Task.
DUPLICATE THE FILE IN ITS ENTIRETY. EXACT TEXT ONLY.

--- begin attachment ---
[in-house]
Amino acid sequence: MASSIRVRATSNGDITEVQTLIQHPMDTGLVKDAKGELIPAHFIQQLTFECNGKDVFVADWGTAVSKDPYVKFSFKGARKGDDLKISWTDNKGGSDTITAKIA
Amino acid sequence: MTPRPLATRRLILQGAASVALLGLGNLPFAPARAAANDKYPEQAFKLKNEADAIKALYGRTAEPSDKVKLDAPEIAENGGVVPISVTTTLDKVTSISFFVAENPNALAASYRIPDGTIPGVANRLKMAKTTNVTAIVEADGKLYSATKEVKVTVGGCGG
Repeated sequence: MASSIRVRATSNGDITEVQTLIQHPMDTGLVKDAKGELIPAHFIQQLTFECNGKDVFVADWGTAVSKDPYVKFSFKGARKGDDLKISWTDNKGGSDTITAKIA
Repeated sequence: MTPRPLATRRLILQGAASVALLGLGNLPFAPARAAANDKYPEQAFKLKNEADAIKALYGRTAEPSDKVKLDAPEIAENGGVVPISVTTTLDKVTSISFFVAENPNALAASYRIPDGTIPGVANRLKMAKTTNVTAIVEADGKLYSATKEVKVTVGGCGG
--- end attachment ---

[in-house]
Amino acid sequence: MASSIRVRATSNGDITEVQTLIQHPMDTGLVKDAKGELIPAHFIQQLTFECNGKDVFVADWGTAVSKDPYVKFSFKGARKGDDLKISWTDNKGGSDTITAKIA
Amino acid sequence: MTPRPLATRRLILQGAASVALLGLGNLPFAPARAAANDKYPEQAFKLKNEADAIKALYGRTAEPSDKVKLDAPEIAENGGVVPISVTTTLDKVTSISFFVAENPNALAASYRIPDGTIPGVANRLKMAKTTNVTAIVEADGKLYSATKEVKVTVGGCGG
Repeated sequence: MASSIRVRATSNGDITEVQTLIQHPMDTGLVKDAKGELIPAHFIQQLTFECNGKDVFVADWGTAVSKDPYVKFSFKGARKGDDLKISWTDNKGGSDTITAKIA
Repeated sequence: MTPRPLATRRLILQGAASVALLGLGNLPFAPARAAANDKYPEQAFKLKNEADAIKALYGRTAEPSDKVKLDAPEIAENGGVVPISVTTTLDKVTSISFFVAENPNALAASYRIPDGTIPGVANRLKMAKTTNVTAIVEADGKLYSATKEVKVTVGGCGG